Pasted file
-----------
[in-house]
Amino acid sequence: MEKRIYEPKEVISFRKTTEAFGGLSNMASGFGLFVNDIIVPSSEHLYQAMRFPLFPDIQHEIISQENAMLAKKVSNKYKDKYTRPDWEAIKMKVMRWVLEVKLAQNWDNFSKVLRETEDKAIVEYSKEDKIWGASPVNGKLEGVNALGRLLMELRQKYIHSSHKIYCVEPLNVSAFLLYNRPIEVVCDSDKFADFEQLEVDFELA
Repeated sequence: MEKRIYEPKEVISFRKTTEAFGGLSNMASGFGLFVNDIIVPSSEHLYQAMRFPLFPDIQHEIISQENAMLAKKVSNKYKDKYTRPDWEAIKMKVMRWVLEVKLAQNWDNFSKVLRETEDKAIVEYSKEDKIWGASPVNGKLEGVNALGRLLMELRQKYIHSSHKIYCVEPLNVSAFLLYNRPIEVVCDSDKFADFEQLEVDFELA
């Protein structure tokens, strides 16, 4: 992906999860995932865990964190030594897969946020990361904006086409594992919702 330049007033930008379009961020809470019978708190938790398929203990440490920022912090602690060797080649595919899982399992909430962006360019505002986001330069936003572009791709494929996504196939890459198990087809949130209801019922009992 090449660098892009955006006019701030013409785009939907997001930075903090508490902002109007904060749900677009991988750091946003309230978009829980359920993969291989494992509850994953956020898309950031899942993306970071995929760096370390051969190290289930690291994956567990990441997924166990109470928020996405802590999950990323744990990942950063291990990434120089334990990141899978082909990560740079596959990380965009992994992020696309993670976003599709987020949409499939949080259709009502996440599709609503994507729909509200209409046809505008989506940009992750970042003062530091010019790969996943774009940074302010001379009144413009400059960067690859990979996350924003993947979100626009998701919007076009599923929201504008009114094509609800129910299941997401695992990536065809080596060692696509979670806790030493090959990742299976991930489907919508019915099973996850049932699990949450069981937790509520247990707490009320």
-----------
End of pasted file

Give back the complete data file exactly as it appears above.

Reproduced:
[in-house]
Amino acid sequence: MEKRIYEPKEVISFRKTTEAFGGLSNMASGFGLFVNDIIVPSSEHLYQAMRFPLFPDIQHEIISQENAMLAKKVSNKYKDKYTRPDWEAIKMKVMRWVLEVKLAQNWDNFSKVLRETEDKAIVEYSKEDKIWGASPVNGKLEGVNALGRLLMELRQKYIHSSHKIYCVEPLNVSAFLLYNRPIEVVCDSDKFADFEQLEVDFELA
Repeated sequence: MEKRIYEPKEVISFRKTTEAFGGLSNMASGFGLFVNDIIVPSSEHLYQAMRFPLFPDIQHEIISQENAMLAKKVSNKYKDKYTRPDWEAIKMKVMRWVLEVKLAQNWDNFSKVLRETEDKAIVEYSKEDKIWGASPVNGKLEGVNALGRLLMELRQKYIHSSHKIYCVEPLNVSAFLLYNRPIEVVCDSDKFADFEQLEVDFELA
């Protein structure tokens, strides 16, 4: 992906999860995932865990964190030594897969946020990361904006086409594992919702 330049007033930008379009961020809470019978708190938790398929203990440490920022912090602690060797080649595919899982399992909430962006360019505002986001330069936003572009791709494929996504196939890459198990087809949130209801019922009992 090449660098892009955006006019701030013409785009939907997001930075903090508490902002109007904060749900677009991988750091946003309230978009829980359920993969291989494992509850994953956020898309950031899942993306970071995929760096370390051969190290289930690291994956567990990441997924166990109470928020996405802590999950990323744990990942950063291990990434120089334990990141899978082909990560740079596959990380965009992994992020696309993670976003599709987020949409499939949080259709009502996440599709609503994507729909509200209409046809505008989506940009992750970042003062530091010019790969996943774009940074302010001379009144413009400059960067690859990979996350924003993947979100626009998701919007076009599923929201504008009114094509609800129910299941997401695992990536065809080596060692696509979670806790030493090959990742299976991930489907919508019915099973996850049932699990949450069981937790509520247990707490009320």